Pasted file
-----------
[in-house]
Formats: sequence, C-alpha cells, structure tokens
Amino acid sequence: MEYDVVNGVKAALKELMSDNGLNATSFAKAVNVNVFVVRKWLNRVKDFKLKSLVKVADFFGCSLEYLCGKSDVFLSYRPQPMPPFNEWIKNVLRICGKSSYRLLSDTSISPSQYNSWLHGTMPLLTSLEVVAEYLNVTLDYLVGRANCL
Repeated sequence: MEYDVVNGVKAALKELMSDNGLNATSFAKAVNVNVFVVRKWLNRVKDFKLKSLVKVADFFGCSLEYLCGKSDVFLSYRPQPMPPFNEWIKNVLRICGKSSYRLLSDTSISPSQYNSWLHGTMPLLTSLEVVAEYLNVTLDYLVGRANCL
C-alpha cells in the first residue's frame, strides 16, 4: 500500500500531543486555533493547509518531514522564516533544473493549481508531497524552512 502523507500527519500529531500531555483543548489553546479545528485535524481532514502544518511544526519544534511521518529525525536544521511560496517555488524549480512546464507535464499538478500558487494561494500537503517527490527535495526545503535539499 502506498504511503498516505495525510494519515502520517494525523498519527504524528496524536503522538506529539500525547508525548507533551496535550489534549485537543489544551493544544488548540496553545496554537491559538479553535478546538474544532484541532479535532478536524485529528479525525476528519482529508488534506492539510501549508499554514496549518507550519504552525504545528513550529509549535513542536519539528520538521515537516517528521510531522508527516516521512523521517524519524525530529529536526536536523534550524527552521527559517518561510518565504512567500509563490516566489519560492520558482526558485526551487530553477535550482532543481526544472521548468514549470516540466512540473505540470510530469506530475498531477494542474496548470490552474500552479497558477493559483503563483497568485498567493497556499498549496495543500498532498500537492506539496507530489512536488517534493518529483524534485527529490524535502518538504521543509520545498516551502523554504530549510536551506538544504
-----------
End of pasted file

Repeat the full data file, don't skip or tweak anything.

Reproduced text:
[in-house]
Formats: sequence, C-alpha cells, structure tokens
Amino acid sequence: MEYDVVNGVKAALKELMSDNGLNATSFAKAVNVNVFVVRKWLNRVKDFKLKSLVKVADFFGCSLEYLCGKSDVFLSYRPQPMPPFNEWIKNVLRICGKSSYRLLSDTSISPSQYNSWLHGTMPLLTSLEVVAEYLNVTLDYLVGRANCL
Repeated sequence: MEYDVVNGVKAALKELMSDNGLNATSFAKAVNVNVFVVRKWLNRVKDFKLKSLVKVADFFGCSLEYLCGKSDVFLSYRPQPMPPFNEWIKNVLRICGKSSYRLLSDTSISPSQYNSWLHGTMPLLTSLEVVAEYLNVTLDYLVGRANCL
C-alpha cells in the first residue's frame, strides 16, 4: 500500500500531543486555533493547509518531514522564516533544473493549481508531497524552512 502523507500527519500529531500531555483543548489553546479545528485535524481532514502544518511544526519544534511521518529525525536544521511560496517555488524549480512546464507535464499538478500558487494561494500537503517527490527535495526545503535539499 502506498504511503498516505495525510494519515502520517494525523498519527504524528496524536503522538506529539500525547508525548507533551496535550489534549485537543489544551493544544488548540496553545496554537491559538479553535478546538474544532484541532479535532478536524485529528479525525476528519482529508488534506492539510501549508499554514496549518507550519504552525504545528513550529509549535513542536519539528520538521515537516517528521510531522508527516516521512523521517524519524525530529529536526536536523534550524527552521527559517518561510518565504512567500509563490516566489519560492520558482526558485526551487530553477535550482532543481526544472521548468514549470516540466512540473505540470510530469506530475498531477494542474496548470490552474500552479497558477493559483503563483497568485498567493497556499498549496495543500498532498500537492506539496507530489512536488517534493518529483524534485527529490524535502518538504521543509520545498516551502523554504530549510536551506538544504